Prof. Lee on the DPRK's Impact on US-South Korea Relations

Foreign Policy

Sung-Yoon Lee is the Kim Koo-Korea Foundation Professor in Korean Studies and Assistant Professor at The Fletcher School of Law and Diplomacy at Tufts University

On Wednesday, South Korea suffered a massive cyber-attack, shutting down the computer networks at three TV broadcasters and at two major banks, a move that resulted in the army upping its defense readiness posture. According to most analysts, North Korea -- which in mid-March blamed South Korea and the United States for shutting down its own websites -- is probably responsible. If the attacks did come from Pyongyang, then they are just the latest in a series of provocations.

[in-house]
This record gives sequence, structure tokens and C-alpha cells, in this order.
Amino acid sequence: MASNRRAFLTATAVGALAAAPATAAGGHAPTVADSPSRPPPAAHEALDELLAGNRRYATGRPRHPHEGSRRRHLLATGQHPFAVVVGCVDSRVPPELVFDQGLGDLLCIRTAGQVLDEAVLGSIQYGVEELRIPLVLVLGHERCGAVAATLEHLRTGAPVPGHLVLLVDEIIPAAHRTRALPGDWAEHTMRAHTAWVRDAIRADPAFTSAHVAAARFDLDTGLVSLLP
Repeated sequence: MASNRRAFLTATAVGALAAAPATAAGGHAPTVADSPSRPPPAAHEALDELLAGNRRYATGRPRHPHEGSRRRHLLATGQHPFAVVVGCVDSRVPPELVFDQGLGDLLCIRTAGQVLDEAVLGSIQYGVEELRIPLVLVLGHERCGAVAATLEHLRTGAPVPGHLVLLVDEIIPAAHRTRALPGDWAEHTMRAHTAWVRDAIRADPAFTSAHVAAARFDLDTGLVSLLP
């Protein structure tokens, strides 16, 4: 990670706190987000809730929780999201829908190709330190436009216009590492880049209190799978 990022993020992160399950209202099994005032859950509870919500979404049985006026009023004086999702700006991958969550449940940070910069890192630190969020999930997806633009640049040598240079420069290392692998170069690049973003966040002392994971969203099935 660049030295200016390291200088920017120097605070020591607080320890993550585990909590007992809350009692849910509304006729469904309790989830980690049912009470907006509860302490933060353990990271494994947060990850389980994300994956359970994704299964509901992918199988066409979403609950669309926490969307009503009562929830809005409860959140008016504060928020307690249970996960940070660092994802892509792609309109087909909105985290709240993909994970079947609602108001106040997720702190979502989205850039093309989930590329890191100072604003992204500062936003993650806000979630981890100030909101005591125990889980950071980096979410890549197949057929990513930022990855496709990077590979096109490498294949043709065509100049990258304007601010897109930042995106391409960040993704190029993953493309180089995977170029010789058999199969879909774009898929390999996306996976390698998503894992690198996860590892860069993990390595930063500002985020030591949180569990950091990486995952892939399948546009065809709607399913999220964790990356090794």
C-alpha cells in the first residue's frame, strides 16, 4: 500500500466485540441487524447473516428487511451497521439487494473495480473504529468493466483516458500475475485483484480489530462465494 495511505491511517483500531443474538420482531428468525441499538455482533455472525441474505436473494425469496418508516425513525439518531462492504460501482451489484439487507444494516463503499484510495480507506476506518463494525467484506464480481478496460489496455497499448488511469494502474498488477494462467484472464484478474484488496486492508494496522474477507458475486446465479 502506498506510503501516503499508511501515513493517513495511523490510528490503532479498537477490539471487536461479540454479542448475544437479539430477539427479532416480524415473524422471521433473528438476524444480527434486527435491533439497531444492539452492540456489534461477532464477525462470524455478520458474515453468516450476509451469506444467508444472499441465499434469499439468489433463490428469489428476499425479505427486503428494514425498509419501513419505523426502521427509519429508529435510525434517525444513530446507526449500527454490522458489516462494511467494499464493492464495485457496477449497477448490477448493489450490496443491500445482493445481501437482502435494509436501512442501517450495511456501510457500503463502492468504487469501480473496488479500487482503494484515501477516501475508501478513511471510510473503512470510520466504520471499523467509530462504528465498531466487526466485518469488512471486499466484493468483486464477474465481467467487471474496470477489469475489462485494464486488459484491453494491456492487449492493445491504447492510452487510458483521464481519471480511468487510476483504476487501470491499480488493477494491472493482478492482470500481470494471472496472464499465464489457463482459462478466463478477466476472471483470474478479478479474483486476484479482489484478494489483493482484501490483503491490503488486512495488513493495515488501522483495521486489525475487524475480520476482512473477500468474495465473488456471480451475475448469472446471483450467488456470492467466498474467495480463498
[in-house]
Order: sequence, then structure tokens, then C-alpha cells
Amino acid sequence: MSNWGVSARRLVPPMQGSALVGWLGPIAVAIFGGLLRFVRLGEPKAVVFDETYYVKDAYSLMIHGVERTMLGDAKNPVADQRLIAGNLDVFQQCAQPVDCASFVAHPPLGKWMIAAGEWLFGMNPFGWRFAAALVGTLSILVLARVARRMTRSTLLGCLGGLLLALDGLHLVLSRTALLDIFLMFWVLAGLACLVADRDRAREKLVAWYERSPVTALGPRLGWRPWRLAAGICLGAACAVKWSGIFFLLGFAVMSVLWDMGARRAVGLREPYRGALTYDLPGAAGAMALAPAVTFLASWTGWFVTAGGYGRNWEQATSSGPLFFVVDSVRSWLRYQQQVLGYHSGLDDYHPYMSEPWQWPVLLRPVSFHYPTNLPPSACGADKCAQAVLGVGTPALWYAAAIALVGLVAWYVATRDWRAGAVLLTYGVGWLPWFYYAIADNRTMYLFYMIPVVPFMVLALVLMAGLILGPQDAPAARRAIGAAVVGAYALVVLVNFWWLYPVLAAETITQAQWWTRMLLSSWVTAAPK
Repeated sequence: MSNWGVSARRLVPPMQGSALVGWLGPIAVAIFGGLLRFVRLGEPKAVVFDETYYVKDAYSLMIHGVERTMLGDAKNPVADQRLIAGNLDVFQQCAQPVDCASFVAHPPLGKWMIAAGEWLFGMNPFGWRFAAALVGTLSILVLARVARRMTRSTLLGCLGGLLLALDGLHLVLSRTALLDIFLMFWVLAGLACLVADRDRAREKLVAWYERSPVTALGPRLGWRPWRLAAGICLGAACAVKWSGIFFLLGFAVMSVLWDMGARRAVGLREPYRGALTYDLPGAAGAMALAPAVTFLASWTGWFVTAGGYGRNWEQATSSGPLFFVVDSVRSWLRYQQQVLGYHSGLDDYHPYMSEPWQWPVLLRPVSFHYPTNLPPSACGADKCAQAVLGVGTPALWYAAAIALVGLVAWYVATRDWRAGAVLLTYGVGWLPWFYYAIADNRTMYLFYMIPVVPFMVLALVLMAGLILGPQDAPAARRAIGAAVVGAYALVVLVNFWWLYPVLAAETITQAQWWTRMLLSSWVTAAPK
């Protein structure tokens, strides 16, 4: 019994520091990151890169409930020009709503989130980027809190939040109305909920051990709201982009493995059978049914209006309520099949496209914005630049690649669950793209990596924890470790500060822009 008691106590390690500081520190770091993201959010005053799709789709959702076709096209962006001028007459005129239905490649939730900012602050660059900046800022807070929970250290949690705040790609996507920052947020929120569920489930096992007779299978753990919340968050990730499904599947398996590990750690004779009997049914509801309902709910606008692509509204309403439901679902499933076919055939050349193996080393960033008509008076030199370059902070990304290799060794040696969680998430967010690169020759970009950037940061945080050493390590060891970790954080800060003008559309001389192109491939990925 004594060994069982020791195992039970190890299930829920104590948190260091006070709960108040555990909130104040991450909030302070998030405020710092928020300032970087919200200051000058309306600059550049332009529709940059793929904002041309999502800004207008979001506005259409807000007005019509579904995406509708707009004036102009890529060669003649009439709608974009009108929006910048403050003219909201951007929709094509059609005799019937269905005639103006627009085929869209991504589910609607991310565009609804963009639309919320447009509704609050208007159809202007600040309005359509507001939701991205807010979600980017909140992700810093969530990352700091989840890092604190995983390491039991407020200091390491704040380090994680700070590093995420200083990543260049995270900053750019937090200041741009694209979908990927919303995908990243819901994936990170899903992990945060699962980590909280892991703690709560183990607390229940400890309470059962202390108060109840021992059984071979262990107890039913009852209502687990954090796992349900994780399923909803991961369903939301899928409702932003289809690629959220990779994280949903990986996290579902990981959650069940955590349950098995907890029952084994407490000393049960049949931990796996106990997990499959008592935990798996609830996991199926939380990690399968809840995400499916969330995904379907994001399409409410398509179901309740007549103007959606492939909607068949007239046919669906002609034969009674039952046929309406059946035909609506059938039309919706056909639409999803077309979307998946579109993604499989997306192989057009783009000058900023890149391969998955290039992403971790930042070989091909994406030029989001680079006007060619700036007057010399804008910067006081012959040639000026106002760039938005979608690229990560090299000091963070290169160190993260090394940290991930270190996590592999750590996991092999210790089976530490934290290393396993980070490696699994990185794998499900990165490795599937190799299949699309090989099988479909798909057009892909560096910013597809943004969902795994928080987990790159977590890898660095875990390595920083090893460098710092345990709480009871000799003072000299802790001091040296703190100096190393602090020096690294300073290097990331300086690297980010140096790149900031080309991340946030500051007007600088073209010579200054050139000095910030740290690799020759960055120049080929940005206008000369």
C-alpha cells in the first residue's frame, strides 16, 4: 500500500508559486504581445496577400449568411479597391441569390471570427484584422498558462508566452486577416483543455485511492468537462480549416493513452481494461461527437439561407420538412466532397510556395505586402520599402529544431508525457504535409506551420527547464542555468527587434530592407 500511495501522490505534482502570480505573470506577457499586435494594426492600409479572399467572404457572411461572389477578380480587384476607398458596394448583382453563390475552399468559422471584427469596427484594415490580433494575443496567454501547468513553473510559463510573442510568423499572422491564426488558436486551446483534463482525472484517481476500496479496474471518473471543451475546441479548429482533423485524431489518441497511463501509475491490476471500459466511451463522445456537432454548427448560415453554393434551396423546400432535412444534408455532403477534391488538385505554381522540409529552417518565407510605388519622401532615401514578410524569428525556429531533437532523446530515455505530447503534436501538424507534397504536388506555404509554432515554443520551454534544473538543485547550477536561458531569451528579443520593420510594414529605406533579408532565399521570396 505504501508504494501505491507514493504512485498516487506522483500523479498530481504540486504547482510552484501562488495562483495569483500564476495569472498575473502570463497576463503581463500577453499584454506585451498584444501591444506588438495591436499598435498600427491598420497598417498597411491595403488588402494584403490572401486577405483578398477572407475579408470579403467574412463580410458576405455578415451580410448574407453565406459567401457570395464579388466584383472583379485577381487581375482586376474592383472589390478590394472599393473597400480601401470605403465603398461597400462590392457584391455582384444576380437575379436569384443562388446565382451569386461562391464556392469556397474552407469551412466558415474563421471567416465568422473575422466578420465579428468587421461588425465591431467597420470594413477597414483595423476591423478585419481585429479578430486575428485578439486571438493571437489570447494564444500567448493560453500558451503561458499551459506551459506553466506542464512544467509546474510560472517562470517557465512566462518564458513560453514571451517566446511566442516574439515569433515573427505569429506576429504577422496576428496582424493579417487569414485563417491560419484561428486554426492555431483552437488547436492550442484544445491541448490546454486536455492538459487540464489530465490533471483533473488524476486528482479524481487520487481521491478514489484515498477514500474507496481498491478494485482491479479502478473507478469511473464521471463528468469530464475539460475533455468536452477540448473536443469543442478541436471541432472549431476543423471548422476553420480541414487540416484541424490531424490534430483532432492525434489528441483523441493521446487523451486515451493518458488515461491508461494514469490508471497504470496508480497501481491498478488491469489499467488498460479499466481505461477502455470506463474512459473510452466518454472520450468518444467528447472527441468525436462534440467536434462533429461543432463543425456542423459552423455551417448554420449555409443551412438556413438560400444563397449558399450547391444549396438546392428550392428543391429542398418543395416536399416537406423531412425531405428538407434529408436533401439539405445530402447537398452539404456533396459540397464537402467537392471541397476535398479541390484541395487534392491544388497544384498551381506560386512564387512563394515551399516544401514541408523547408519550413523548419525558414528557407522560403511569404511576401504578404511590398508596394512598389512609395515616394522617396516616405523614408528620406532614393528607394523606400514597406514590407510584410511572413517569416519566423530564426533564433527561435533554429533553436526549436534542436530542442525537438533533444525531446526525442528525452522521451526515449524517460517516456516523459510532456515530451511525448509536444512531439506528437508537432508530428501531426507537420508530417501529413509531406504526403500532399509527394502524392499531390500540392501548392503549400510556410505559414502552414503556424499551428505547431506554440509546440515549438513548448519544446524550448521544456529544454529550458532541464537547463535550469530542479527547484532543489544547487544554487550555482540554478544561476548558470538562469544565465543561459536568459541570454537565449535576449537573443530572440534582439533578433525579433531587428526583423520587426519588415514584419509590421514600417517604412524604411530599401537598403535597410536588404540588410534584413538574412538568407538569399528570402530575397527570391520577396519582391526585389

Last week, North Korea added a sexist twist to its martial bluster, which has recently ranged from threats to launch an "all-out war" against South Korea, to a "diversified precision nuclear strike" against Washington, D.C. The body that controls North Korea's military remarked that the "frenzy kicked up by the south Korean warmongers is no way irrelevant with the swish of skirt made by the owner" of the Blue House, the residence of South Korea's president.

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